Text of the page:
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Intrepid funnyman’s Wonthaggi base

Creating laughter: comedian Marcus Ryan of Wonthaggi travels the world delivering jokes to appreciative audiences.

POSSIBLY the only comedian to have ever come out of Wonthaggi, Marcus Ryan has been travelling across the globe for about 18 years, catching the travel bug with a funny strainin his early 20s.
Starting off at the community radio station 3MFM he started doing stand-up, which won him a chance to perform at the Edinburgh Fringe Festival in Scotland when he was 22 years old.
“I always liked making people laugh at school. I enjoyed public speaking and performing at school assemblies,” he said.
“I’m more comfortable talking at people than talking with people.
“If I can control my social situations then maybe as a shy person that’s an easier way to go through life, perhaps.”
Before Edinburgh, Mr Ryan had never been on a plane and had never been overseas but instead of coming back to Wonthaggi to recover, he has since lived overseas and been to the festival 10 times.
Since then, he never really stopped travelling and has performed comedy in more than 42 countries across six continents; it seems Mr Ryan has chosen a very unconventional route to deal with shyness and introversion.
He spends about four months “hibernating” in Wonthaggi with his family every year and the rest of the time, he’s living out of a suitcase.
Completing epic journeys through South East Asia and Latin America, he became the first person in history to perform English speaking stand-up comedy in several countries, including Laos, Cambodia, Nicaragua, Uruguay and Paraguay.
In his upcoming show at the Melbourne International Comedy Festival, Marcos, he recounts stories from life on the road, albeit with a sex, drug and wild adventures turn.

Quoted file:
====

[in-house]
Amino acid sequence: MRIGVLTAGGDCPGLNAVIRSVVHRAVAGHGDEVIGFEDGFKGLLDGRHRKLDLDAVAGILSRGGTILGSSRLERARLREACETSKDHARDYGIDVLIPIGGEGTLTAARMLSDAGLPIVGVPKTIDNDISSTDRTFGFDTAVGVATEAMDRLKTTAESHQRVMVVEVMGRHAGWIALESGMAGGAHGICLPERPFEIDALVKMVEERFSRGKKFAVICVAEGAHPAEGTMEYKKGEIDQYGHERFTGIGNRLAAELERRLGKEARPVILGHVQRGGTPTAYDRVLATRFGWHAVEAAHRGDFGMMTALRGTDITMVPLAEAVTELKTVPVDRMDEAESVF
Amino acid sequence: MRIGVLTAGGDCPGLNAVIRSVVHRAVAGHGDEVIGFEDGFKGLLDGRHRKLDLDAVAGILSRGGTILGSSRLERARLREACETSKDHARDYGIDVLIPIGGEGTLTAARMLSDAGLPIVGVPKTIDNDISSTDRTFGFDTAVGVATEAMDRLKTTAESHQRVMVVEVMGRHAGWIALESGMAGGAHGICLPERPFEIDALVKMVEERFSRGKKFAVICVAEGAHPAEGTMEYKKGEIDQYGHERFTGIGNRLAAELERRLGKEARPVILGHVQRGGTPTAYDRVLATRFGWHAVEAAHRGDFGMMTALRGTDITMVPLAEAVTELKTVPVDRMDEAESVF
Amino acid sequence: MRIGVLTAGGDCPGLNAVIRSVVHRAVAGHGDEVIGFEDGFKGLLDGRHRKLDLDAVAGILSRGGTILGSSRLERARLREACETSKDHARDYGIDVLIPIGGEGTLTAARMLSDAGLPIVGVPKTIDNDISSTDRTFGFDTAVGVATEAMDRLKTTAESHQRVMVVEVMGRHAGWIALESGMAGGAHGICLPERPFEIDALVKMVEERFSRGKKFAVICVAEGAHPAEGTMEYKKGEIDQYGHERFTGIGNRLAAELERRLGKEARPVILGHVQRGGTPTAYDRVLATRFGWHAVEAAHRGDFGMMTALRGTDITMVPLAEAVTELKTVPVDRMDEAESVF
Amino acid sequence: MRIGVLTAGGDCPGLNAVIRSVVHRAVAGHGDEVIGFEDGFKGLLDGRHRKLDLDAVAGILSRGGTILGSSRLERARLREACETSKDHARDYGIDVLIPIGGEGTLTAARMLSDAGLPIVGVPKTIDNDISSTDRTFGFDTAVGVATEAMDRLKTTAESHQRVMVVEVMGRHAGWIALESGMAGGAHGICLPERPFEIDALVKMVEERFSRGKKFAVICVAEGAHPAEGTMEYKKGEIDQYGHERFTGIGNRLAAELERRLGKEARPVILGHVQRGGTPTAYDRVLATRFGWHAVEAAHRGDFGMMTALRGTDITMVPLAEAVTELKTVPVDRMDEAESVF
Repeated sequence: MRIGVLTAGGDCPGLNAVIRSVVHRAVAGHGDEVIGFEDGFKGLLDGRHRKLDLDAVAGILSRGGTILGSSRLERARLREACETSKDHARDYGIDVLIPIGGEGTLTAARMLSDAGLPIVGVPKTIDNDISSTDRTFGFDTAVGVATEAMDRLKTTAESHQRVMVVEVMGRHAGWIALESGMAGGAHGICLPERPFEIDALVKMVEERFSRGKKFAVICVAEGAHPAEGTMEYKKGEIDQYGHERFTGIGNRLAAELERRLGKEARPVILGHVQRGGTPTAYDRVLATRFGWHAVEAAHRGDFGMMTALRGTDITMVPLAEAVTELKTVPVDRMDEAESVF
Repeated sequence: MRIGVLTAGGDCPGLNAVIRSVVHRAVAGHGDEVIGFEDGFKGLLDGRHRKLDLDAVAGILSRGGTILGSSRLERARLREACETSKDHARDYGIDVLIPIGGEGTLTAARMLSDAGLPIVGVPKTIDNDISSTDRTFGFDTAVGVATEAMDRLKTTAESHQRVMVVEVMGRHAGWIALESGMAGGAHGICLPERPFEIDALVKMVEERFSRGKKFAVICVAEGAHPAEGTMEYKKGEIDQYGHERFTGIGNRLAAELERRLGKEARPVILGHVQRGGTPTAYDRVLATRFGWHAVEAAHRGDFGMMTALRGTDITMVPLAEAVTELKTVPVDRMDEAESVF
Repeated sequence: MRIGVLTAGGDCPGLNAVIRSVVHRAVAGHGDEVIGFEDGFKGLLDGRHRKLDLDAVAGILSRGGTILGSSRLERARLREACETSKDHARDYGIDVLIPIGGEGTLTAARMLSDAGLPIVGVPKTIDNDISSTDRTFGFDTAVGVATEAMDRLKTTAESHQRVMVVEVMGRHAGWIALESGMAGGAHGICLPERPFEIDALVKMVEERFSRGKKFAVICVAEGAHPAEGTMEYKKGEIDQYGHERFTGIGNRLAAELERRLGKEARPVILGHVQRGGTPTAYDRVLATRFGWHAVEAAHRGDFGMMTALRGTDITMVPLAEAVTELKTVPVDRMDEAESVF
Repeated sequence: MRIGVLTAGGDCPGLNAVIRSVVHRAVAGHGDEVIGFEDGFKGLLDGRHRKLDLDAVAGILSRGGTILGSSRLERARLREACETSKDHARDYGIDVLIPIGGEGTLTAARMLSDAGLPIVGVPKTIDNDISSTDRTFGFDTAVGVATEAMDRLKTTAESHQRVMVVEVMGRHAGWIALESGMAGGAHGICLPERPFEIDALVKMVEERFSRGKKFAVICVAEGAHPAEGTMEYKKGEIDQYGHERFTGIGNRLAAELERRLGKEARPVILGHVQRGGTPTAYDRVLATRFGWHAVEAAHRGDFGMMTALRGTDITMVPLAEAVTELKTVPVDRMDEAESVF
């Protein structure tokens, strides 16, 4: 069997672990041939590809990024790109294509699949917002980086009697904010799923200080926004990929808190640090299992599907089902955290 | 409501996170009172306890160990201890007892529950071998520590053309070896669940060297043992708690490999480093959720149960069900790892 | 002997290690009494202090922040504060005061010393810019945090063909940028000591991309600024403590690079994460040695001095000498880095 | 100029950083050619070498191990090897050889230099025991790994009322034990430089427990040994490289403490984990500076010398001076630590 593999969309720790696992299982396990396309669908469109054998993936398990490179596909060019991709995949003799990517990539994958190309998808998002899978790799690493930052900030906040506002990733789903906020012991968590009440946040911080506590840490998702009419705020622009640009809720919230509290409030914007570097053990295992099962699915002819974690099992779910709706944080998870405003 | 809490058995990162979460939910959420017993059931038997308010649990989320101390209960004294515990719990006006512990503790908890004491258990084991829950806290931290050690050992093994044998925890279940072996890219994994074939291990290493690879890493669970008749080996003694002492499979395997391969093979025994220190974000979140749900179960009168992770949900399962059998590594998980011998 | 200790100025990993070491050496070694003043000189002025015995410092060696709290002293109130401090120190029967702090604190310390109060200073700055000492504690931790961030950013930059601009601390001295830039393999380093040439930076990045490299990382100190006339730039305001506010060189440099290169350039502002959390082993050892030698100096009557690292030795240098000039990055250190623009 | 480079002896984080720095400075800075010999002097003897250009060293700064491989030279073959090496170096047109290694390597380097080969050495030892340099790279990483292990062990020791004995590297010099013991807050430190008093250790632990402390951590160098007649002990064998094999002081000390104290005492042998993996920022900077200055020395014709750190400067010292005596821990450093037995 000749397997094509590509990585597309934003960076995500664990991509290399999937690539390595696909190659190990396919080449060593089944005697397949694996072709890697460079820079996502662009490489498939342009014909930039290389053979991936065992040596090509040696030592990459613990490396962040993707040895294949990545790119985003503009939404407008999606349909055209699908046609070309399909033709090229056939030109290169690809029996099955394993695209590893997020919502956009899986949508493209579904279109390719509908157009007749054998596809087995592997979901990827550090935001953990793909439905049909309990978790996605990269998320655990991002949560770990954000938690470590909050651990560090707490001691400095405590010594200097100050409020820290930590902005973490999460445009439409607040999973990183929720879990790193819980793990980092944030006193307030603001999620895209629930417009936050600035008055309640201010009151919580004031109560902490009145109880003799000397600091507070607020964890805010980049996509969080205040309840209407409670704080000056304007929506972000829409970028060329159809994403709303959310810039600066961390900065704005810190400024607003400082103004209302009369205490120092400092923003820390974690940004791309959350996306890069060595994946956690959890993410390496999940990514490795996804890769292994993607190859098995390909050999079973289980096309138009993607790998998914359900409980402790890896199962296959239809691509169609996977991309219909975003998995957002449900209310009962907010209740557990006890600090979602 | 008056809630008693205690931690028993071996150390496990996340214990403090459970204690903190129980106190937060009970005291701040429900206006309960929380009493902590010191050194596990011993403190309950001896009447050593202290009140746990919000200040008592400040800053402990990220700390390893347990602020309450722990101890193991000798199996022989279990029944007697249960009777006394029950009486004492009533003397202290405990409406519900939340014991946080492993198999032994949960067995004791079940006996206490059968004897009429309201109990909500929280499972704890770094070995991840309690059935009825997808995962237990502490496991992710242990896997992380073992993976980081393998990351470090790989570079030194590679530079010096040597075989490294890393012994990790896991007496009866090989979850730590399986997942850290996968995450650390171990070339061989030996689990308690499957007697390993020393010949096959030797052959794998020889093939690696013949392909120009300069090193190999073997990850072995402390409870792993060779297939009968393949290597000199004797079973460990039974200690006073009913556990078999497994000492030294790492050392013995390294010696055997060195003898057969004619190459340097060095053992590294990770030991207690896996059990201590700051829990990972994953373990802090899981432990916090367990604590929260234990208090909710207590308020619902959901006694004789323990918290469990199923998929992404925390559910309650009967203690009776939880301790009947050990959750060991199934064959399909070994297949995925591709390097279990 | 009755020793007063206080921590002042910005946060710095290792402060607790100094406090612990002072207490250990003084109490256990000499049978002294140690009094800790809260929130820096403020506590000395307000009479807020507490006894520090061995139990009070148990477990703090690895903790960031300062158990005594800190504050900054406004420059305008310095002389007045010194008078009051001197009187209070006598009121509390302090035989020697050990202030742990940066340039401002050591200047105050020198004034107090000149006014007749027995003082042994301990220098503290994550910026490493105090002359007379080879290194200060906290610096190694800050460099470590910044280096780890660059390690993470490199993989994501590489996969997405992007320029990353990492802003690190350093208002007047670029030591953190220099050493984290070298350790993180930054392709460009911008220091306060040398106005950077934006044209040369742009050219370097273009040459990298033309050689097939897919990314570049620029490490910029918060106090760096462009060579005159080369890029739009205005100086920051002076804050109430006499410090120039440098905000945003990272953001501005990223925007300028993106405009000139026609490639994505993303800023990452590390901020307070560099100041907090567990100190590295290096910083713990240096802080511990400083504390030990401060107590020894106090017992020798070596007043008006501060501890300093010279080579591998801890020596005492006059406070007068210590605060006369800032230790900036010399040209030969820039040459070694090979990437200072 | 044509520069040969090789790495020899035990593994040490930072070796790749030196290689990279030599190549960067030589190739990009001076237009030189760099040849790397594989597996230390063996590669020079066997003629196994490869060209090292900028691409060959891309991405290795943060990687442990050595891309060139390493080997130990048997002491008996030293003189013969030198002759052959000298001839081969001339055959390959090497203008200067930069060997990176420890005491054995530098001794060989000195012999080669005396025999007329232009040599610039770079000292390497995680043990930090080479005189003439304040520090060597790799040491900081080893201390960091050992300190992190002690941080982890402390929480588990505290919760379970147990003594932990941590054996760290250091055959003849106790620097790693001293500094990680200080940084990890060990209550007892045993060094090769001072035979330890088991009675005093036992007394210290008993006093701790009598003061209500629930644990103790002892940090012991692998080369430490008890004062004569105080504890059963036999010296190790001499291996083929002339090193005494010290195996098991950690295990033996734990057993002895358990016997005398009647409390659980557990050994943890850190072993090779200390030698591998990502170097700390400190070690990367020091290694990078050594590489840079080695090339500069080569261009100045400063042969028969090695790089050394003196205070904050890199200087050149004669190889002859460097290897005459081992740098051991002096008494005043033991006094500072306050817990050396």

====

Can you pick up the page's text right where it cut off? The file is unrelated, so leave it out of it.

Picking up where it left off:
“Wonthaggi gives me some creative ideas because when my family lets me, I get ideas from being around them for my shows,” he said.
“I think my biggest challenge is coming home and convincing my family that I am doing a job.
“They think I’m on holiday when I’m overseas and when I’m home they think I’m not working. So it’s hard to be in the house working and then my dad will ask me to help him dig a hole or something.”
His weirdest place to do comedy was not a country, but rather an elevator set up in a beer garden during the Edinburgh Fringe Festival in 2003 where he said he completely bombed.
“It was a good challenge but it was a terrible challenge. It was very awkward and the psychology of the audience was that in they were in an elevator,” Mr Ryan said.
“So in a way, I trained for comedy, like Rocky trained for his boxing matches. I’ve done the hard yards. All the hard gigs I’ve had have made me a better comedian for sure.”
Continuing on his journey, Mr Ryan will station himself at the Melbourne International Comedy Festival for his Marcos tour.
After that he will find another comedic challenge across the world wherever his globetrotting funny heart takes him.

Short URL: http://thestar.com.au/?p=27832

Posted by on Mar 13 2019. Filed under Arts & Entertainment. You can follow any responses to this entry through the RSS 2.0. You can leave a response or trackback to this entry

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